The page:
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- Getting adequate sleep can help with weight control and the prevention and management of chronic conditions, such as hypertension, diabetes, and heart disease. It can also improve daytime energy and help prevent accidents from drowsy driving.
- Exercise can help improve sleep quality, efficiency, duration, and more. It helps make your body tired.
- Physical activity recommendations include getting at least 150 minutes per week of aerobic activity. You can also support better sleep by eating a light, early dinner and avoiding caffeine in the afternoon.
- Lark can help you make exercising a priority. Lark offers personalized coaching on physical activity, sleep, and other habits to help you reach your health and weight loss goals.
Do you want better sleep at night and more energy during the day? Exercise can do that for you. Here’s how exercise can improve sleep and how to get the most benefits.
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Importance of Sleep for Health and Function
Lack of sleep can lead to health concerns, such as hypertension, heart disease, and type 2 diabetes. Sleep deprivation can cause increased hunger and cravings. It’s a risk factor for depression. And it can lead to drowsiness and poor judgment during the day.
The National Highway Traffic Safety Administration (NHTSA) says drowsy driving leads to nearly 100,000 crashes, 50,000 injuries, and almost 800 deaths each year. Driving with sleep deprivation is similar to driving drunk.
How Exercise Improves Sleep
When you exercise, your muscles get tired. That can make you fall asleep faster. The Physical Activity Guidelines for Americans list more ways that regular exercise can affect sleep.
- It improves sleep quality, which means your sleep is more restful and energizing.
- It increases sleep efficiency, which means you can fall asleep faster and spend more time sleeping instead of lying awake during the night.
- It decreases daytime sleepiness, which means it’s easier to get through the day and do what you need to do.
You can get benefits of exercise in a single session, too. For example, the longer your exercise session during the day, the deeper your sleep may be that night.
There are more benefits of exercise for sleep. Consider these two examples.
- Cleveland Clinic says that exercise can reduce anxiety. That can enable you to fall asleep faster instead of lying awake worrying.
- Regular exercisers have better control over weight and are less likely to be obese. That’s important because obesity is a major cause of a sleep disorder known as obstructive sleep apnea, or OSA.
Exercise and Insomnia
Insomnia affects nearly 1 in 3 adults, according to a review article in Peer Journal Life and Environment. It also leads to “daytime dysfunction” in 1 in 10 adults. In this meta-analysis, participants who were assigned to exercise groups in studies saw improvements in sleep quality and a reduction in insomnia compared to participants in control groups.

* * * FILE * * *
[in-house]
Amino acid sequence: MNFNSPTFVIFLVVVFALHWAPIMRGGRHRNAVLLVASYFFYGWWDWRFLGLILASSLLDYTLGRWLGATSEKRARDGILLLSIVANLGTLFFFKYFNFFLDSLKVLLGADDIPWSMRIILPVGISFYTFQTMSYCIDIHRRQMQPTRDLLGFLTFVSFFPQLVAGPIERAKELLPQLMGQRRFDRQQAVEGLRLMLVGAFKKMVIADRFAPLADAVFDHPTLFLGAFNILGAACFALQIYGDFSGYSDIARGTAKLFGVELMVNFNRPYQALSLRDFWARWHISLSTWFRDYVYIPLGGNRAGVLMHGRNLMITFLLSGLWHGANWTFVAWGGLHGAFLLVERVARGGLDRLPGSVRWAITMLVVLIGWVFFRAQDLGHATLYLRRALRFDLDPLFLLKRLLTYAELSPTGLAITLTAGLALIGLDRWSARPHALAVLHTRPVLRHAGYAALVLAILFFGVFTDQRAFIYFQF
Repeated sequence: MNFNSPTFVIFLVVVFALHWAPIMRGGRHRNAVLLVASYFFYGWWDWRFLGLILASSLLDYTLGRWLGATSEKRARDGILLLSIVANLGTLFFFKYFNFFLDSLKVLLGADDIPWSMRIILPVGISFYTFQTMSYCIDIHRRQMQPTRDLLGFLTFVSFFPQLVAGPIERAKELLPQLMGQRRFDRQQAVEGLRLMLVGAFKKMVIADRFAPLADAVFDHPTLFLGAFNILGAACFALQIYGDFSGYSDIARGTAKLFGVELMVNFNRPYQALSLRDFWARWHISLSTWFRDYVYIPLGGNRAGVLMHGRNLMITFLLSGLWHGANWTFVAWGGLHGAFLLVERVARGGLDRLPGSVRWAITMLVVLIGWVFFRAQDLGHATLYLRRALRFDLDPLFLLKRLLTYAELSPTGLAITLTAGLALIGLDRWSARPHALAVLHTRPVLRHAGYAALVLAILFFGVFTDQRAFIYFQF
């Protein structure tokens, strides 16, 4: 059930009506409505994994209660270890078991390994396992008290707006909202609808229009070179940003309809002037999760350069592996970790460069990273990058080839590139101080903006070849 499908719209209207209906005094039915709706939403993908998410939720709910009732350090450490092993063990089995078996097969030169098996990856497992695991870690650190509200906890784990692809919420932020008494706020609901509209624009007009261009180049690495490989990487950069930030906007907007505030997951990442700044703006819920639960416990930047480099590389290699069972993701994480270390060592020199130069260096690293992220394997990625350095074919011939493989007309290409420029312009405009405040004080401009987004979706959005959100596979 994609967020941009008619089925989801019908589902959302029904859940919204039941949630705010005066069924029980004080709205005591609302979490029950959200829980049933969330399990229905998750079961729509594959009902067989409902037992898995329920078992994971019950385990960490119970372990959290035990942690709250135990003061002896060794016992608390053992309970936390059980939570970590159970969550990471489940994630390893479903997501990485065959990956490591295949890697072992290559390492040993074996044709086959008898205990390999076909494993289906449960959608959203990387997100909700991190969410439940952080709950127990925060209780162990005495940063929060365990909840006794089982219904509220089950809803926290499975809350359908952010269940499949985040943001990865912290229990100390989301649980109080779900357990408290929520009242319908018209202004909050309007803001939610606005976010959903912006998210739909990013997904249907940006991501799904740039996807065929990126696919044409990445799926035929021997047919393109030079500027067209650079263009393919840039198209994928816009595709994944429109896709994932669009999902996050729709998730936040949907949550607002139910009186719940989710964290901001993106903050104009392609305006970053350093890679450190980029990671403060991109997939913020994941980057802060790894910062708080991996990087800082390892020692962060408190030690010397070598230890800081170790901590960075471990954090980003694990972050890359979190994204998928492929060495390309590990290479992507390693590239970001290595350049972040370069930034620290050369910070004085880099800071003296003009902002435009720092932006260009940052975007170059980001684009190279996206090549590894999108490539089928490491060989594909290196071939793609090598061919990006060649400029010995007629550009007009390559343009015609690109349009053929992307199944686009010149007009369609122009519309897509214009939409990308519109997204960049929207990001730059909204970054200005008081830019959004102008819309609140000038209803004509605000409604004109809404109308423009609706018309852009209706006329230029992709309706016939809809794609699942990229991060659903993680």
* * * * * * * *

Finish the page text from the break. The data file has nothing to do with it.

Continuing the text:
A similar study in Sleep Medicineasked sedentary adults with insomnia to either remain sedentary or to start exercising for a period of 16 weeks. Both groups learned about sleep hygiene, or smart sleep practices. Participants who exercised had increased sleep quality, efficiency, and duration, and decreased daytime dysfunction, depressive symptoms, and daytime sleepiness compared to the control group.
Tips for Exercising to Improve Sleep
- Most adults should do aerobic exercise for at least 150 minutes per week at a moderate intensity. Recommendations are to also include muscle-strengthening exercises at least twice a week.
- Consider working out outdoors if you can. The natural daylight can help set your body’s clock to be awake during the day and ready to sleep at night.
- For most people, it’s okay to exercise in the evening. Be sure to end at least 1 hour before bedtime. If you notice that your evening workout seems to be keeping you up at night, try doing it earlier so you have more time to cool down before bedtime.
- Support better sleep with strategies such as avoiding caffeine after noon, eating a light dinner at least a couple of hours before bedtime, and avoiding alcohol in the evening.
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Getting enough sleep can help you manage weight and lower your risk of chronic conditions, such as type 2 diabetes and hypertension. Lark can help you establish habits to get enough sleep, including exercising regularly.
Lark offers personalized coaching designed to help you make choices that can help with weight loss or to prevent or manage diabetes, hypertension, and other chronic conditions. The program can help you improve sleep habits by tracking your sleep and giving feedback on your sleep patterns. You can also get tips for better sleep, and insights linking sleep to health. Lark is available 24/7 through your smartphone to help you succeed.
You may be eligible to join Lark at no cost to you if your health insurer offers it as a covered benefit. Just click here to get started in finding out!
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